Thanks Jack!

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Ah, I see what you mean. Actually, I think it needs to be:

/\d*\.*\d+e[\-\+]\d+/ig

Because the one you proposed wouldn't work for strange numbers like 11.125e-21

 

Agreed?

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When you two go back to writing english, I'll come back and try again.

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LOL. Yeah, I know - I have such a hard time reading Regular Expressions. Not at all intuitive (at least for my brain). 

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It's fairly easy :) You just need to add /*r.a+nd*/o\m (s-la)/s*h+e.s [a&nd] s?t,a^\rs} into your sentence. (What do you mean, that's not how it works)

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My intention with the new regex was to  mean that sometimes the scientific notation will take on the form 2.6e-4 but other times it may take be 6e-4.  So the integer followed by the decimal point may or may not exist.

 

But rather than close this off right now, I am going to do some more testing.  I will provide a large list of values that are getting replaced so that we can examine them for an exhaustive and minified regex.

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That is indeed better, Blake, thanks. Is it not necessary to escape the "+" symbol though? And if we're adding "ig" at the end, there's no need to specify both "e" and "E" since it's case-insensitive, right? So perhaps it should be:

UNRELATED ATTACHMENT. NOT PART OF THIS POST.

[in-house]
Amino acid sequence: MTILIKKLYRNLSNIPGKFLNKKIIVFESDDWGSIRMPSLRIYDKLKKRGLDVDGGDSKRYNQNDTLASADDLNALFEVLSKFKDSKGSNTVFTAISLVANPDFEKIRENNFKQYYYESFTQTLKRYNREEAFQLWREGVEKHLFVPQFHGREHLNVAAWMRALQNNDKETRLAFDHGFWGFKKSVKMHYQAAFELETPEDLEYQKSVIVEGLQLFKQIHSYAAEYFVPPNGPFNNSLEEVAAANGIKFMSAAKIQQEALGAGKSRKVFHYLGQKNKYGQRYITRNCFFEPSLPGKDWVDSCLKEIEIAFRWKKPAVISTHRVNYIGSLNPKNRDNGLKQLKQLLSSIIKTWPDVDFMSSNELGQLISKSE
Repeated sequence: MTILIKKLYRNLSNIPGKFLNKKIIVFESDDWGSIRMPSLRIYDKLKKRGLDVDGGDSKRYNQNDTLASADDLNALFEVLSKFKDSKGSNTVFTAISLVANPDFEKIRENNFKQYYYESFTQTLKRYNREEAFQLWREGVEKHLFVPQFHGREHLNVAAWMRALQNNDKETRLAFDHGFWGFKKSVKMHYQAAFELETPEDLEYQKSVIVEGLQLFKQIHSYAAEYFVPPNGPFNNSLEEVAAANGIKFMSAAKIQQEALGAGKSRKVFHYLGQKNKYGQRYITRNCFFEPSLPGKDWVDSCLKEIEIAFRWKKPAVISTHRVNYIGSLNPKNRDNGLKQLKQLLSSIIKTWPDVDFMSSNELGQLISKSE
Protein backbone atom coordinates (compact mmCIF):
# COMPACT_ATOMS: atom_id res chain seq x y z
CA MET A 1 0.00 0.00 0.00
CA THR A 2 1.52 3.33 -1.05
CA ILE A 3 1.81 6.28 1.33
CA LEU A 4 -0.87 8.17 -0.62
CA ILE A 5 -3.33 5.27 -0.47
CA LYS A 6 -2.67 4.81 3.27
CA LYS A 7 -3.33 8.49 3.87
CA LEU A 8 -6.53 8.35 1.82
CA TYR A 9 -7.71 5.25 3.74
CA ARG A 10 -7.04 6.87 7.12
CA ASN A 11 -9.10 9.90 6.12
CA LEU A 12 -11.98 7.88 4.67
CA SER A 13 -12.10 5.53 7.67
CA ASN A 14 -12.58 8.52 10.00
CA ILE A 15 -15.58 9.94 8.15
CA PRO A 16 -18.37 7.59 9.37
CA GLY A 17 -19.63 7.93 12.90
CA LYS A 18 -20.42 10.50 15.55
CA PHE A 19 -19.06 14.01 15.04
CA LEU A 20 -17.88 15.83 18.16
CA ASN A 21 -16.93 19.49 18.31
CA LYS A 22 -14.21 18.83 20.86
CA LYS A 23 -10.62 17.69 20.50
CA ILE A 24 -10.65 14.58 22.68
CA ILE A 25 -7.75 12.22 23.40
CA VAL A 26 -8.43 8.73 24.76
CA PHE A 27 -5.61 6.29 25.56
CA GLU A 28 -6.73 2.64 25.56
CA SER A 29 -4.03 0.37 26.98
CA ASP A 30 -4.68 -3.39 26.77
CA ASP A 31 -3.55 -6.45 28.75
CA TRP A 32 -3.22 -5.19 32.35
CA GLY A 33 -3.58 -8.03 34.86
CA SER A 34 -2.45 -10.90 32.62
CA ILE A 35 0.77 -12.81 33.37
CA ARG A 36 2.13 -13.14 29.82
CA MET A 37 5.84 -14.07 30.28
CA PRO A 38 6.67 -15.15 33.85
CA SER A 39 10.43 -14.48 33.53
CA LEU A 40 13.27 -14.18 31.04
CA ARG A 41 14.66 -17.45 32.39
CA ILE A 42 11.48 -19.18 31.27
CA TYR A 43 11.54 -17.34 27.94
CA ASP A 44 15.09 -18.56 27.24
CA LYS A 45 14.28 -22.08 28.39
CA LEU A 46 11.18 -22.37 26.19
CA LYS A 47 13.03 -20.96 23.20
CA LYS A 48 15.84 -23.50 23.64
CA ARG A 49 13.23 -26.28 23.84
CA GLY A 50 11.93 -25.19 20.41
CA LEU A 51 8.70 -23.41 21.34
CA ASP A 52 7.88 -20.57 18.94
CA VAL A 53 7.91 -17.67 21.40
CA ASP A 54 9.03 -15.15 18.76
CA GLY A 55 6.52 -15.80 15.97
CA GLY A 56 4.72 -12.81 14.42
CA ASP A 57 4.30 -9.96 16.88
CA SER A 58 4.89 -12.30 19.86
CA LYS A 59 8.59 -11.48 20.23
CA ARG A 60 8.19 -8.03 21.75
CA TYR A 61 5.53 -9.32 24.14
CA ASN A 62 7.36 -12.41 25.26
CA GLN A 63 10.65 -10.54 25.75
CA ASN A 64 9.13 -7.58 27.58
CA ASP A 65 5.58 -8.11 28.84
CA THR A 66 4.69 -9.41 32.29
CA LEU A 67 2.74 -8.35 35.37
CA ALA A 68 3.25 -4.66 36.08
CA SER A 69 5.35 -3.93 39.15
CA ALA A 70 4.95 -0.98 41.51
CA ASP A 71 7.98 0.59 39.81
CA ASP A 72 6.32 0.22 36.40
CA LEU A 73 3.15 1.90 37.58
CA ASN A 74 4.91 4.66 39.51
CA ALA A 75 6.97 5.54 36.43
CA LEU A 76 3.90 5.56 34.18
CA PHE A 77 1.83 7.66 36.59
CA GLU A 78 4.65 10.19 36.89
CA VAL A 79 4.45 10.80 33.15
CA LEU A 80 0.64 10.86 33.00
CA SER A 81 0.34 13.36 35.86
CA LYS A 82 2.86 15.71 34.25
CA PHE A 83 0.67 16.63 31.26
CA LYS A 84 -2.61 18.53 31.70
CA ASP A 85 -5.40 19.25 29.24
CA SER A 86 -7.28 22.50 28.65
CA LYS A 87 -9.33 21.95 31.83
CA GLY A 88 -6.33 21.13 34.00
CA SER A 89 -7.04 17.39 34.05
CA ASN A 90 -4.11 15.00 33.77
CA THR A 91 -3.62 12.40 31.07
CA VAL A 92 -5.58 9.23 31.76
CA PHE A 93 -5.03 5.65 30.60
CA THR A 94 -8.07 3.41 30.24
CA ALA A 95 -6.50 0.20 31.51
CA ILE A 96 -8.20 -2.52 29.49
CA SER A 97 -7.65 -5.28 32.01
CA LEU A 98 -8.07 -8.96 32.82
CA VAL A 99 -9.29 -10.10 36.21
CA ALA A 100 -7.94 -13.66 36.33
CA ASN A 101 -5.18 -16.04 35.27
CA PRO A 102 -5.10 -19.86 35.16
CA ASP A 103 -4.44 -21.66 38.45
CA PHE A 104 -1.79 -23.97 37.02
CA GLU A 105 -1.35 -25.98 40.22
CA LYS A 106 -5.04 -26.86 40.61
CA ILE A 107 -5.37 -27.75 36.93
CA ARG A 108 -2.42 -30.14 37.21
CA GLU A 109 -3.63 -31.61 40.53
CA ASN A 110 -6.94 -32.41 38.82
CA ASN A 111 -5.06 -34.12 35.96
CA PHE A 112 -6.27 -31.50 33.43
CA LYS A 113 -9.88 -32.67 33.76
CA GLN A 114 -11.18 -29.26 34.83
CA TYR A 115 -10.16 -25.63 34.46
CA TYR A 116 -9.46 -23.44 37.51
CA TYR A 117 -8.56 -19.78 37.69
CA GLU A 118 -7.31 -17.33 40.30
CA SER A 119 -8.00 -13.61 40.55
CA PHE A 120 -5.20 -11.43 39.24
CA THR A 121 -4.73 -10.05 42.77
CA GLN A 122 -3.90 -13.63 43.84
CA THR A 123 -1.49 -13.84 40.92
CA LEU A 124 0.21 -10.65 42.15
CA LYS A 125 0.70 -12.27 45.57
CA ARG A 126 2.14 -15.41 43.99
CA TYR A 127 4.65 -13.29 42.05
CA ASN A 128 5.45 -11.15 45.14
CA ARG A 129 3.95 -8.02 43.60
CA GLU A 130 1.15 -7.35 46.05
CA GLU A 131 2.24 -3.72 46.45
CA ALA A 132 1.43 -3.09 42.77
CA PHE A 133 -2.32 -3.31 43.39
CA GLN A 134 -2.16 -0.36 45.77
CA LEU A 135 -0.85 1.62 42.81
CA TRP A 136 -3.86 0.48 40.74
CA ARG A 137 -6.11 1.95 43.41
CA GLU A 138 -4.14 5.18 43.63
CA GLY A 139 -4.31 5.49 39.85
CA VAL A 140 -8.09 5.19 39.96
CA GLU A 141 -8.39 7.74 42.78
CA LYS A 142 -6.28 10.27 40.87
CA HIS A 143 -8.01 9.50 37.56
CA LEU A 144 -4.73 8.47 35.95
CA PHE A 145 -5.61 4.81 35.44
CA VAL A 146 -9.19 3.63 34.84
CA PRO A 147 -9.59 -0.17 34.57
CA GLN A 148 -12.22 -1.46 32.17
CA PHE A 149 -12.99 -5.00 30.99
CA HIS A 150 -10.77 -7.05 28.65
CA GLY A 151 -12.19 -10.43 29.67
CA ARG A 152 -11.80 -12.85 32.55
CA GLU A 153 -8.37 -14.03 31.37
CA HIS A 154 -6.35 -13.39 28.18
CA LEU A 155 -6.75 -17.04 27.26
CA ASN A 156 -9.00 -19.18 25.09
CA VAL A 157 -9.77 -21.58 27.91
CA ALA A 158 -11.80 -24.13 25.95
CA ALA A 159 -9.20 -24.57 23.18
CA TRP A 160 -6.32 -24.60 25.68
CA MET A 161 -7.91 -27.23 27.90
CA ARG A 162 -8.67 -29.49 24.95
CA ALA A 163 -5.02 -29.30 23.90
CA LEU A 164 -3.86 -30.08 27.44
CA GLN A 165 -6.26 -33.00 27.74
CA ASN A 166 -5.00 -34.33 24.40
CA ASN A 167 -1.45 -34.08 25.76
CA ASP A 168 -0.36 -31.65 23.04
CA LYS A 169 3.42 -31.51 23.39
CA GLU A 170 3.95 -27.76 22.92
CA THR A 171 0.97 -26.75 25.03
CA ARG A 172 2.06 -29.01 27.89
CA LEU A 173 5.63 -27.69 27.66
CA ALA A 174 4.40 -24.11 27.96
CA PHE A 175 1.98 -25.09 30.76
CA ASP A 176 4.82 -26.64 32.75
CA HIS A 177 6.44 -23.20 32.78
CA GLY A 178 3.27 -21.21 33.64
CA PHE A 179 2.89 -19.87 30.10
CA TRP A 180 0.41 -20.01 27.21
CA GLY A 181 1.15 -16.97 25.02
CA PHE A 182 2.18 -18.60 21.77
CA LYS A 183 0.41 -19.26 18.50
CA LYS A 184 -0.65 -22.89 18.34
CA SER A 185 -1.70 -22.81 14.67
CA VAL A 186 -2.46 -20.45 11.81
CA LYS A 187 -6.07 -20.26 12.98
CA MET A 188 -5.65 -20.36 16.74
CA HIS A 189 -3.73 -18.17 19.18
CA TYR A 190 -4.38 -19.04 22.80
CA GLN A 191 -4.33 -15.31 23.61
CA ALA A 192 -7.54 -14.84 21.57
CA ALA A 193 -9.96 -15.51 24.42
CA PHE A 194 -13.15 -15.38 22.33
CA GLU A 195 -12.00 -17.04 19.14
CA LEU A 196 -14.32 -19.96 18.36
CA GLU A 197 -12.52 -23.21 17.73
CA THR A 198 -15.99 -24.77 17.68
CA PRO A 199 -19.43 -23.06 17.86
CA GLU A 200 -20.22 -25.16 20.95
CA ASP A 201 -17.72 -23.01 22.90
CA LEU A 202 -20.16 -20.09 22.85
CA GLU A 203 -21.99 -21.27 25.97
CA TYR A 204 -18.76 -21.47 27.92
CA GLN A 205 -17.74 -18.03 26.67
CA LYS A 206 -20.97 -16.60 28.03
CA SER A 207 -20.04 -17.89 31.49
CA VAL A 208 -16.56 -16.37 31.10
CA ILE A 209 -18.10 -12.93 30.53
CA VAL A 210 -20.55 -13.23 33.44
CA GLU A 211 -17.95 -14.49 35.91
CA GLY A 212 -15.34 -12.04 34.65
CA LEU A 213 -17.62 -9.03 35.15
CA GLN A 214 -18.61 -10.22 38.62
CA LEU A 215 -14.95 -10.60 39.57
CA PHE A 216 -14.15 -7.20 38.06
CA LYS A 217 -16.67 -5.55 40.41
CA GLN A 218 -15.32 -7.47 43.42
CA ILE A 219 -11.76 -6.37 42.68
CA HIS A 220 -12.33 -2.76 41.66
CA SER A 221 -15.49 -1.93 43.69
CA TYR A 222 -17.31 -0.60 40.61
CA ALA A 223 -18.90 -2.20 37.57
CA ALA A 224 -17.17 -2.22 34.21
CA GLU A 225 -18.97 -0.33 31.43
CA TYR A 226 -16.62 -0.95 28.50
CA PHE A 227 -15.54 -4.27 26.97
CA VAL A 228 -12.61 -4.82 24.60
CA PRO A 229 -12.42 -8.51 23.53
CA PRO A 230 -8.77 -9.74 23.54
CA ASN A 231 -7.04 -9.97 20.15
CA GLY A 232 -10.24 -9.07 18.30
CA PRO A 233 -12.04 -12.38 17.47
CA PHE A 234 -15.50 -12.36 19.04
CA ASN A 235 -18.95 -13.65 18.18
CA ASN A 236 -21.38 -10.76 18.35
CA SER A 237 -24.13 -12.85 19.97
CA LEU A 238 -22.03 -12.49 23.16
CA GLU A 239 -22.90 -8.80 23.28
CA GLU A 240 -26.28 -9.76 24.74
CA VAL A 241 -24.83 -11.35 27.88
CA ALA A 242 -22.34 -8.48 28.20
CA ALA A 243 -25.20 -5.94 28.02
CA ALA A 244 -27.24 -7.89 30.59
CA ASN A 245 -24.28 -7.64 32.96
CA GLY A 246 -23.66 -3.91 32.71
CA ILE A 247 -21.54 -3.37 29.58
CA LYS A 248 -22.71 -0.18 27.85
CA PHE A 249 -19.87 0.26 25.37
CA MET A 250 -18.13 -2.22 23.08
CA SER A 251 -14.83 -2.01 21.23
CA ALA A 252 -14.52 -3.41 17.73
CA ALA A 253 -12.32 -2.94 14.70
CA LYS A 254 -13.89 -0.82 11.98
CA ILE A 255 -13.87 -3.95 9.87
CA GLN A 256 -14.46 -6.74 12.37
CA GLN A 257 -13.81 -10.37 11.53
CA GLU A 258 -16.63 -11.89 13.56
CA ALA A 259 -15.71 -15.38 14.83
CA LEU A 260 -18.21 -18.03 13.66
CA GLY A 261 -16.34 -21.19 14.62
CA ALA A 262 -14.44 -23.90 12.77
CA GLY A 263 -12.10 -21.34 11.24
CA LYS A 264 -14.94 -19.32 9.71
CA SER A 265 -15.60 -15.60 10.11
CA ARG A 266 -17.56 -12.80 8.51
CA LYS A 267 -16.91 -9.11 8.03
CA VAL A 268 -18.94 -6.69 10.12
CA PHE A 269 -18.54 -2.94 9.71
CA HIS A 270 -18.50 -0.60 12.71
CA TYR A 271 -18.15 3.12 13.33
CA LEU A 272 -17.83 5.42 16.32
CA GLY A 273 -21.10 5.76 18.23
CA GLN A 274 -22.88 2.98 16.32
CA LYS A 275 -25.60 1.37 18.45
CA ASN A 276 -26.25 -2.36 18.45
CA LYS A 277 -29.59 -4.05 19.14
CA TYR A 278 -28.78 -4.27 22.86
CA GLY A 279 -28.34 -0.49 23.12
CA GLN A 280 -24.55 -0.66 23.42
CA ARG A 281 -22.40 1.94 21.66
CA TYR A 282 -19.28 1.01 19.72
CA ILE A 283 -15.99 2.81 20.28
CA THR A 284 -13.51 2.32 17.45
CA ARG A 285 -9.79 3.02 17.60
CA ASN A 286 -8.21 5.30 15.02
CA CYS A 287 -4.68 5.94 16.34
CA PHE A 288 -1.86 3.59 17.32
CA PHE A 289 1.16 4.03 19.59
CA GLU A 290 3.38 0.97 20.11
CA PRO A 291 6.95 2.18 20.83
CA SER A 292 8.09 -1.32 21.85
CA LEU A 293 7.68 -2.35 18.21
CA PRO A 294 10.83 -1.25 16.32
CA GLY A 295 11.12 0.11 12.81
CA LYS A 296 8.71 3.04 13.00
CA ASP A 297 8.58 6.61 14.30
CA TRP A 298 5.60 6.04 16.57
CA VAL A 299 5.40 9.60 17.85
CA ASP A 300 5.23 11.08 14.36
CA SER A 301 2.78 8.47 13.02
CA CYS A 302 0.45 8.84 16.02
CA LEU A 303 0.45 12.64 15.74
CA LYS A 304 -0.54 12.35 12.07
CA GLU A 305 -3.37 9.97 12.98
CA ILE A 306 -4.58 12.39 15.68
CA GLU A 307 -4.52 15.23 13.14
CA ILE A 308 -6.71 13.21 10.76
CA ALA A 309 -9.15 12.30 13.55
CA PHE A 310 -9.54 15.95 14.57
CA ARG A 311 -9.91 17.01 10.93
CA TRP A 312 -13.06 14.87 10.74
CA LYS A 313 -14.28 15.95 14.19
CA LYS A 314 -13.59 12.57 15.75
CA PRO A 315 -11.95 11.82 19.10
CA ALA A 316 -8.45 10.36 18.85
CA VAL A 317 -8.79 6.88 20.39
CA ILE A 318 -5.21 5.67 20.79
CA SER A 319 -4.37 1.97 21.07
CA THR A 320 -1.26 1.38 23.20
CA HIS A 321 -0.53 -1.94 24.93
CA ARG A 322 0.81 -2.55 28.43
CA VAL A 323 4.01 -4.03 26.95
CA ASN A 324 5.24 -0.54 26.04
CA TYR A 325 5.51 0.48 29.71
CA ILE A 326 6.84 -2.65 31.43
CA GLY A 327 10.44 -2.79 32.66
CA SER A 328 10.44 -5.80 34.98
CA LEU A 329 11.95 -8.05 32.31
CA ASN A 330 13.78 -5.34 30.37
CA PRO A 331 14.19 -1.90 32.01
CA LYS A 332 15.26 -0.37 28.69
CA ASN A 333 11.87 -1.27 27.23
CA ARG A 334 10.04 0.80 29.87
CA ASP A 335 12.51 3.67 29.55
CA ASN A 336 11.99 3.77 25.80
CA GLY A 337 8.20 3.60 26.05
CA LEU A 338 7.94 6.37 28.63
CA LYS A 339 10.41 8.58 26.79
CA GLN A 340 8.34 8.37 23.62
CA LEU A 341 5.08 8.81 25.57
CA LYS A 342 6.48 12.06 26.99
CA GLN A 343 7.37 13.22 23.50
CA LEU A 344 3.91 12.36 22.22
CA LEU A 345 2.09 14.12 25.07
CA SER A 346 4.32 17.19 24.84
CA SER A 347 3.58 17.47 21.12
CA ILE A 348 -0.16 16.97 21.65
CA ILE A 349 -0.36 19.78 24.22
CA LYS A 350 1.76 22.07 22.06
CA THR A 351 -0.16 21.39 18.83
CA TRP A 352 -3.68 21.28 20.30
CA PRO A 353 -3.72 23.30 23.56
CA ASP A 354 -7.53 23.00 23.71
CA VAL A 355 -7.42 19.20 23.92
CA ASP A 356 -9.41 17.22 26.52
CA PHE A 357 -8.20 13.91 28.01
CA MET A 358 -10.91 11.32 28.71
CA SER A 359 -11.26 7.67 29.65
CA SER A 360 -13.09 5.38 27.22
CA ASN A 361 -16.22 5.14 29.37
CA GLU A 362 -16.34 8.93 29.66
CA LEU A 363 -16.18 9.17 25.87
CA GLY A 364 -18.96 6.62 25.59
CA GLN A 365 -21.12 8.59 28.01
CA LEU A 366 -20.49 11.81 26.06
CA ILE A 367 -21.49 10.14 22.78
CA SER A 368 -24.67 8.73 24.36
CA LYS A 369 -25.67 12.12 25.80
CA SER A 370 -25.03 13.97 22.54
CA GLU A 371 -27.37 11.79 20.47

/[\-\+]?\d*\.?\d+e[\-\+]?\d+/ig

By the way, I had never seen that regex101.com tool. Amazing!

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A very helpful tool! I hate trying to figure them out.

 

I went through several iterations, so I initially had [eE] because I wasn't ignoring the case. Now I'm wondering if it's slower to ignore the case.

 

About escaping the "+", I don't think it matters in a character class. It looks like you don't even have to escape the "-" as long as nothing follows it. [+-] is showing up as a literal.

/[+-]?\d*\.?\d+e[+-]?\d+/ig

https://regex101.com/r/nC0uP2/8

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It was working without the beginning +/- because it was only replacing the value after.   I do think the +/- at the beginning does make it more readable.

 

From the values I saw, in my example (Inkscpae generated svgs), there were never any + signs, but that is not to say some other program wouldn't.  I think this is good.

 

I think Jack might be right about the escaping because you can do stuff like [a-z] in the [] and that means a to z.  If you wanted to include the hyphen I think you would need to use [a-z\-].

 

Also, I just remembered Jack, in the original code I made it return n not m.  So this:

function clean(selectionText) {
    var e = document.querySelector(selectionText);    
    e.setAttribute("d", e.getAttribute("d").replace(/\d+e[\-\+]\d+/ig, function(m) {
         var n = +m; return (n < 0.0001 && n > -0.0001) ? 0 : m;
    });
}

became 

function clean(selectionText) {
    var e = document.querySelector(selectionText);    
    e.setAttribute("d", e.getAttribute("d").replace(/\d+e[\-\+]\d+/ig, function(m) {
         var n = +m; return (n < 0.0001 && n > -0.0001) ? 0 : n;
    });
}

Otherwise it was just giving back the scientific notation.  Not sure if you used that exact code in the library or not, but just a heads up.

 

So this is what I have now.

function clean(selectionText) {
    var e = document.querySelector(selectionText);    
    e.setAttribute("d", e.getAttribute("d").replace(/[\-\+]?\d*\.?\d+e[\-\+]?\d+/ig, function(m) {
         var n = +m; return (n < 0.0001 && n > -0.0001) ? 0 : n;
    });
}
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Great feedback. And yes, I had already had switched "n" for "m" a few days back. It has been in the official downloads too :)